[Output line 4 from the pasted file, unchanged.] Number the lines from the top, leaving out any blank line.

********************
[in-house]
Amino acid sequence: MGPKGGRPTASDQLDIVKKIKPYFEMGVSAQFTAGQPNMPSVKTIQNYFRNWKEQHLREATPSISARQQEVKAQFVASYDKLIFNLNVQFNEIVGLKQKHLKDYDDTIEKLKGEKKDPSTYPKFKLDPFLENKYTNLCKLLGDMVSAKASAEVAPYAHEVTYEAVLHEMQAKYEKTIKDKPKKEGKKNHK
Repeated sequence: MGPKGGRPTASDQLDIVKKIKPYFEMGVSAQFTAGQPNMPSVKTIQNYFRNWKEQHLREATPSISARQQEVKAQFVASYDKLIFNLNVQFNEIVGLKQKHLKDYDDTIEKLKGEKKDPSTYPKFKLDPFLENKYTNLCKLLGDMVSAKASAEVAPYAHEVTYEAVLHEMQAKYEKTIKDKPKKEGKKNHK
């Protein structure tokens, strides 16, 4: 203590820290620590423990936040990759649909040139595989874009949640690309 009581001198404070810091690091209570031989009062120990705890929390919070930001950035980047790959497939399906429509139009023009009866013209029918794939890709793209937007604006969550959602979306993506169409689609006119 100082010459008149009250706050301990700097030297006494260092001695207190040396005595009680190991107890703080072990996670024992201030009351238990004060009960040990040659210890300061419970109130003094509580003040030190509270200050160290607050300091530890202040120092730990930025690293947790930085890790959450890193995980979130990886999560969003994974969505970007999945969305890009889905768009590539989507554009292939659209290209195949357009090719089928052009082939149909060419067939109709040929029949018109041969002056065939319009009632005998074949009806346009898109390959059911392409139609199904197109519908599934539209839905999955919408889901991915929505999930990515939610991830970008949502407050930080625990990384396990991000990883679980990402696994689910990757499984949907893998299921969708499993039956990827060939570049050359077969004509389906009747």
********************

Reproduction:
């Protein structure tokens, strides 16, 4: 203590820290620590423990936040990759649909040139595989874009949640690309 009581001198404070810091690091209570031989009062120990705890929390919070930001950035980047790959497939399906429509139009023009009866013209029918794939890709793209937007604006969550959602979306993506169409689609006119 100082010459008149009250706050301990700097030297006494260092001695207190040396005595009680190991107890703080072990996670024992201030009351238990004060009960040990040659210890300061419970109130003094509580003040030190509270200050160290607050300091530890202040120092730990930025690293947790930085890790959450890193995980979130990886999560969003994974969505970007999945969305890009889905768009590539989507554009292939659209290209195949357009090719089928052009082939149909060419067939109709040929029949018109041969002056065939319009009632005998074949009806346009898109390959059911392409139609199904197109519908599934539209839905999955919408889901991915929505999930990515939610991830970008949502407050930080625990990384396990991000990883679980990402696994689910990757499984949907893998299921969708499993039956990827060939570049050359077969004509389906009747």